There was also a noticeable uptick in strangers reaching out for advice. Being rather vocal about LGBTQ+ issues in science (and in general), I’ve received a few queries, usually from folks I knew already, asking questions, looking for advice, or just needing an ear. This year, though, the number of “out of the blue” messages was more than I’d had before. And figuring out how to navigate those in a sensible & compassionate way was certainly challenging. It was also quite sobering. Only last month did I receive a message that started “Hello, how are you. I’m gay from Iraq. I need help”. Now, I’m no expert in things like international aid, asylum, or the like, but thanks to some help from some organizations like Stonewall and Outright International, this person got some hopefully helpful resources. With increased connectivity and visibility I expect such queries to only increase, especially for those of us with our heads above the parapets.

I also had equity, diversity, and inclusions activities written into my annual job plan explicitly, including committees, and hopefully attending an LGBTQ+ leadership course later this year. I’m quite lucky that I can do this, and I know not everyone is able to do so, but it’s an important way that employers can actually demonstrate their commitment to diversity beyond a boilerplate statement and basic policy.

 

The year ahead

The main event for me will, as ever, be the LGBT STEMinar in January in Birmingham. This will be the 5th iteration, and it has really taken off! It’s always heart warming to hear others react so positively to this event, and catch up with the many friends I’ve made at STEMinars past.

As I mentioned, I’ve had LGBTQ+ leadership added to my personal development plan through work this year, so I will be looking to sort that out once I’m back from the field.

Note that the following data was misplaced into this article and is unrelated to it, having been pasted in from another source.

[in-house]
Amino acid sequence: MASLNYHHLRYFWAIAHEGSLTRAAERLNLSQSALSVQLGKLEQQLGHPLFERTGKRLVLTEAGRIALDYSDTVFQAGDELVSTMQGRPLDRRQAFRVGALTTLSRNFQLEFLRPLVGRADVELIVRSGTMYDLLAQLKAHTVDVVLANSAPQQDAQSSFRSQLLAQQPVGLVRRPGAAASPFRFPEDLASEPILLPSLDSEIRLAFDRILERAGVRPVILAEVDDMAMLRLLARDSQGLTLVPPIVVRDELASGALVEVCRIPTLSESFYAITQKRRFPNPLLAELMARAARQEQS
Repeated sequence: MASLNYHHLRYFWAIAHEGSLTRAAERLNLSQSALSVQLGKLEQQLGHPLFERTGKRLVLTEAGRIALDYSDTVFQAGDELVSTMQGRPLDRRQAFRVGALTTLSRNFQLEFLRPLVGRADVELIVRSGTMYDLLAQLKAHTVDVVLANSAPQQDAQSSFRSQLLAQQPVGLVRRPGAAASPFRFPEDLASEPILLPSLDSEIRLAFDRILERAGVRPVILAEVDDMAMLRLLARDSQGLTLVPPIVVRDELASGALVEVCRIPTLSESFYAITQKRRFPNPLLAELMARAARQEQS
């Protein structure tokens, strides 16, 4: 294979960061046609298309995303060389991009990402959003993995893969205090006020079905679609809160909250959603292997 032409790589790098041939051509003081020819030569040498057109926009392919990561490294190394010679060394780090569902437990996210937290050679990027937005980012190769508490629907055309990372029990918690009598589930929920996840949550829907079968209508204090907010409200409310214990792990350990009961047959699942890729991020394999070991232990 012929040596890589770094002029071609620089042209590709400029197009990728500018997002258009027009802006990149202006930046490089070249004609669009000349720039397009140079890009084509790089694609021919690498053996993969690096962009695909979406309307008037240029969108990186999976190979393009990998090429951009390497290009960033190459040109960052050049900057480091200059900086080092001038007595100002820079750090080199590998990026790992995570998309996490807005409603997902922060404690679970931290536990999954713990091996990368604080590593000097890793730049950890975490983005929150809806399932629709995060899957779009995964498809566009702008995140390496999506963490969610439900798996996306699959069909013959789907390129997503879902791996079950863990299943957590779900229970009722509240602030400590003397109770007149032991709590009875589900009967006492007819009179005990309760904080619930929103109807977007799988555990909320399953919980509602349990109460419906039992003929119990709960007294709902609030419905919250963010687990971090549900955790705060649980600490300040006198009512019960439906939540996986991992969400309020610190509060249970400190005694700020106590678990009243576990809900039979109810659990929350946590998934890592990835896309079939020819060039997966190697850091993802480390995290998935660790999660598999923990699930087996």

I’d very much like to think more about how to make my field work less heteronormative, but that will require some mental space, which is at a premium these days.

Lastly, I’d really like to pin down my “LGBT in STEM” seminar to something that feels less clunky & disjointed.

 

And lastly…

I’m curious to know what you, dear reader (of whatever orientation & identity you happen to be) would like to hear about. I keep yammering on about things as they pop into my mind, so do give a shout if there’s something on your mind (either here, or here)

Subtle markers of career progression

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Last September, Meg Duffy wrote a really nice piece about what she saw as some of the markers of a shift in career stage – like seeing a reference letter in a grad school application from one of your former undergrad students. This phenomenon is something of which I’ve been acutely aware recently, though I’m not sure why. But every few weeks, I keep finding another example, and I thought I would collate them here.

Similar to Meg’s example above, last December I found myself being the external examiner for a MSc thesis that was the logical progression from my own honours thesis 15 years ago. It was neat to look back and see what I would have done differently, how someone else approached the same challenges, and how they took my rambling suggestions for “future research” and actually implemented some of them!

Back in 2017, I noted that my “Manuscripts” link folder in my browser was empty because all my current submissions were being handled by collaborators or students. That was also the year I had no first-authored papers. There could be an interesting study in how authorship position shifts over career stages (I mean, it’s another example of quantifying the obvious but hey that’s basically ecology & conservation, isn’t it?)

More recently, I have become increasingly frustrated with some of the cultural systems in research in general (and academia specifically) and how difficult it’s been to change/fix, but because of how others (trainees, mentees, or other folks earlier in their career were being treated. I’ve been trying for some time to push our collective system towards a more equitable, inclusive one; my equivalent of reaching down to hold the metaphorical ladder. Or put another way, trying to be the kind of person I would have benefited earlier in my career.